Lawrence Hill’s bestselling novel The Book of Negroes (2007) is a reflection by the elderly Aminita Diallo as she looks back on her life prior to the British abolition of slavery. Aminata’s story is an epic journey from her childhood in an African village, transportation as a slave to America to work on an indigo plantation, on to New York, then Nova Scotia, returning to Africa before finally settling in London in 1802.
The author was inspired by the 1783 historical document The Book of Negroes, which is a register of 3000 former slaves who fought for the British in the American Revolution and thus granted passage to British colonies. Many of those registered settled in Nova Scotia while others returned to Africa to work for the Sierra Leone Company in Freetown.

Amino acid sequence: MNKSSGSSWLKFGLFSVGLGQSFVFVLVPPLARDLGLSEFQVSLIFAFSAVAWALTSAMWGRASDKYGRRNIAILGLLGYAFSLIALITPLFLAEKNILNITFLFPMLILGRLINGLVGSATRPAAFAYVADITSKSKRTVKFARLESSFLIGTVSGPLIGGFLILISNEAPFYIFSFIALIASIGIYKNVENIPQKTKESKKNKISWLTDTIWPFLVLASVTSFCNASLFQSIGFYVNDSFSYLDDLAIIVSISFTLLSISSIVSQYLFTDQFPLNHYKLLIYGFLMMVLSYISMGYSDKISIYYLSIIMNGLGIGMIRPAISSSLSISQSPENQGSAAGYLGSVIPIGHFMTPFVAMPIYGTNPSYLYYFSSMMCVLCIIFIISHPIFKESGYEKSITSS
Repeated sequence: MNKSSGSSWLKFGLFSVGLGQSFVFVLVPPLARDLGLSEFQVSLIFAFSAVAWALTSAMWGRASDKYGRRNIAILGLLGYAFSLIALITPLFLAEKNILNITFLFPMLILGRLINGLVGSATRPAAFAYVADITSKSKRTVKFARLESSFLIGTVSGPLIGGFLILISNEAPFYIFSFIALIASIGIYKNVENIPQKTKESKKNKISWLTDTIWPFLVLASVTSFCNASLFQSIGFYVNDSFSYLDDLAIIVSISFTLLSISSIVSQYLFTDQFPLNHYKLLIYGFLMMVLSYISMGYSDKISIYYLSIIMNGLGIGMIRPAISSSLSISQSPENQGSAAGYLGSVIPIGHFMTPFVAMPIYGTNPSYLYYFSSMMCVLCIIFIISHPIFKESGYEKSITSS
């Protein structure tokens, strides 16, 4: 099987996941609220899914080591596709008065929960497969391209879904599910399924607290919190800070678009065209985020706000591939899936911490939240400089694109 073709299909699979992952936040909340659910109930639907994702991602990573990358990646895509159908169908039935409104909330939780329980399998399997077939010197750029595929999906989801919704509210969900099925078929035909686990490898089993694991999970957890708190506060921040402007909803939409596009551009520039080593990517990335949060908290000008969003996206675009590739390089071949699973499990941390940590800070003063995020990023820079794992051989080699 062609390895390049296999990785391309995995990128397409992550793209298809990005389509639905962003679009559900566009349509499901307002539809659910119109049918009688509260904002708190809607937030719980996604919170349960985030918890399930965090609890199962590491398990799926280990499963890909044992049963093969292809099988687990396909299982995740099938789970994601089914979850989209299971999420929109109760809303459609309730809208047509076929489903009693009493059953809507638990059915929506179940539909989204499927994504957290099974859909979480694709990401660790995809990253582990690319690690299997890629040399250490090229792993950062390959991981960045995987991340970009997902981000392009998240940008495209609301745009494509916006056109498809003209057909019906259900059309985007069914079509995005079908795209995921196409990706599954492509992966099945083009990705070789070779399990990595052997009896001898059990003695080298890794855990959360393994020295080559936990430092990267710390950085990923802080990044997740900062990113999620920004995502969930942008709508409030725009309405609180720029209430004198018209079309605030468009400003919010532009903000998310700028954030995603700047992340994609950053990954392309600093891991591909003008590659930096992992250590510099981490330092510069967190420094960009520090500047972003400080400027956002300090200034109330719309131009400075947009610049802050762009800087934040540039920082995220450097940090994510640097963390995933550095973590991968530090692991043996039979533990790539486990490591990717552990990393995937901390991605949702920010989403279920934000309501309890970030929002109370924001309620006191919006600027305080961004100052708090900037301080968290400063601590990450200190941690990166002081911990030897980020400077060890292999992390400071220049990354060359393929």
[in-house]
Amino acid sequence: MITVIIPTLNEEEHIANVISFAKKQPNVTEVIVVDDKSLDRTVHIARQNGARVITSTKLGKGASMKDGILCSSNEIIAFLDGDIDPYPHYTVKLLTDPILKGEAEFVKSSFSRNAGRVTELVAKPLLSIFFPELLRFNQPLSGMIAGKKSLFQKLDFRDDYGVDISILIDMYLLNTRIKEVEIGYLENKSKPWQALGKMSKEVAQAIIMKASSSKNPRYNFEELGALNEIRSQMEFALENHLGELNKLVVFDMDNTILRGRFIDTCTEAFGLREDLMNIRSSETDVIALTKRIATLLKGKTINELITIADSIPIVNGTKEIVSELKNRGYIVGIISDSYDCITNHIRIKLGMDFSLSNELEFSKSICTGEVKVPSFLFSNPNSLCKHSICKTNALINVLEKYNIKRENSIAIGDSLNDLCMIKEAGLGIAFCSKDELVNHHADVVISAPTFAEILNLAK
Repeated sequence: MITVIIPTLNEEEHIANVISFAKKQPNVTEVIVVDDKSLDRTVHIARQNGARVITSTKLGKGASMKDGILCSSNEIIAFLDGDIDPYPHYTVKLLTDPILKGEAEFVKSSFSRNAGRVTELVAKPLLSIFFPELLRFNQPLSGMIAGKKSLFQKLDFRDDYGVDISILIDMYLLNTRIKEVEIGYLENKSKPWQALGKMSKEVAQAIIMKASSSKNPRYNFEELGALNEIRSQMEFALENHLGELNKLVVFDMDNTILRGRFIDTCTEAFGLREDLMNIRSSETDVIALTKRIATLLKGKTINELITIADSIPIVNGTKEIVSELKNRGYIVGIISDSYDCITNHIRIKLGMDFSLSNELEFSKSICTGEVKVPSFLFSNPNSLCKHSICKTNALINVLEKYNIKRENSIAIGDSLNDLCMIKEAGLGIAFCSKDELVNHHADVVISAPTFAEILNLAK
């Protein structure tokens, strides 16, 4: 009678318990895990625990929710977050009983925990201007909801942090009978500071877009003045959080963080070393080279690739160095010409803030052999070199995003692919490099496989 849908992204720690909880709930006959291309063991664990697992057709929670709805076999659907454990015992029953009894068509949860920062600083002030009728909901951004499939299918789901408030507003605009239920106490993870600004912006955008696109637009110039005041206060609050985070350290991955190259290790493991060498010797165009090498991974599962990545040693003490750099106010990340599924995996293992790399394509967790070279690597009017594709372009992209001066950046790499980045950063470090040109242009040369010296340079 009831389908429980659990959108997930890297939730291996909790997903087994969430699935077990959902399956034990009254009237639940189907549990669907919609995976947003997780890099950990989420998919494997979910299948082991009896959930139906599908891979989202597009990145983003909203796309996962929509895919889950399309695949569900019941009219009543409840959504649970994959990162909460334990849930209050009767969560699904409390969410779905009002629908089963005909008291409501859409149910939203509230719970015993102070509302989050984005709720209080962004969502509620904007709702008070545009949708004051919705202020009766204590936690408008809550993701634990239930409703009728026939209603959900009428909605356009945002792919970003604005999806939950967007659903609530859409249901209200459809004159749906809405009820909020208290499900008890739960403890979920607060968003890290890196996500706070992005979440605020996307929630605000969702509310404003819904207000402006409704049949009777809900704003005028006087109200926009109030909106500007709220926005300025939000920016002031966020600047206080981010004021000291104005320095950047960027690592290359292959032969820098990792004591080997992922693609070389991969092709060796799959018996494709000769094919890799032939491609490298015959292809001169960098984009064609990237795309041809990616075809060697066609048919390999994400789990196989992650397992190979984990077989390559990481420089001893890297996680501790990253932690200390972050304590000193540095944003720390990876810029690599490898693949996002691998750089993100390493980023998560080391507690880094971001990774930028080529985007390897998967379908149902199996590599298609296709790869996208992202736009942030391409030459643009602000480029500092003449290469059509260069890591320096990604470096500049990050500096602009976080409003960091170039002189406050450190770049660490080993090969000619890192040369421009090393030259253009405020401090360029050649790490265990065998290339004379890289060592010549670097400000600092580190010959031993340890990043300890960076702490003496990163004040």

I have read many novels that explored the lives of slaves, but never before have I been so engrossed. Aminata is an extraordinary woman (more resilient and stronger than Sethe in Toni Morrison’s Beloved) and her first person narrative invites the reader to feel her fear, pain, horror, joy and hope directly.
Hill’s research of the historical fact is seemlessly woven into the novel. He alerted me to aspects of Canadian history and the abolitionist movement that I had never known. I would highly recommend this compelling, thought-provoking, page-turning read.
It was awarded the Commonwealth Writer’s Prize for Best Overall Book (2008) and chosen as the winner of Canada Reads (2009). In Australia The Book of Negroes is published as Someone Knows My Name.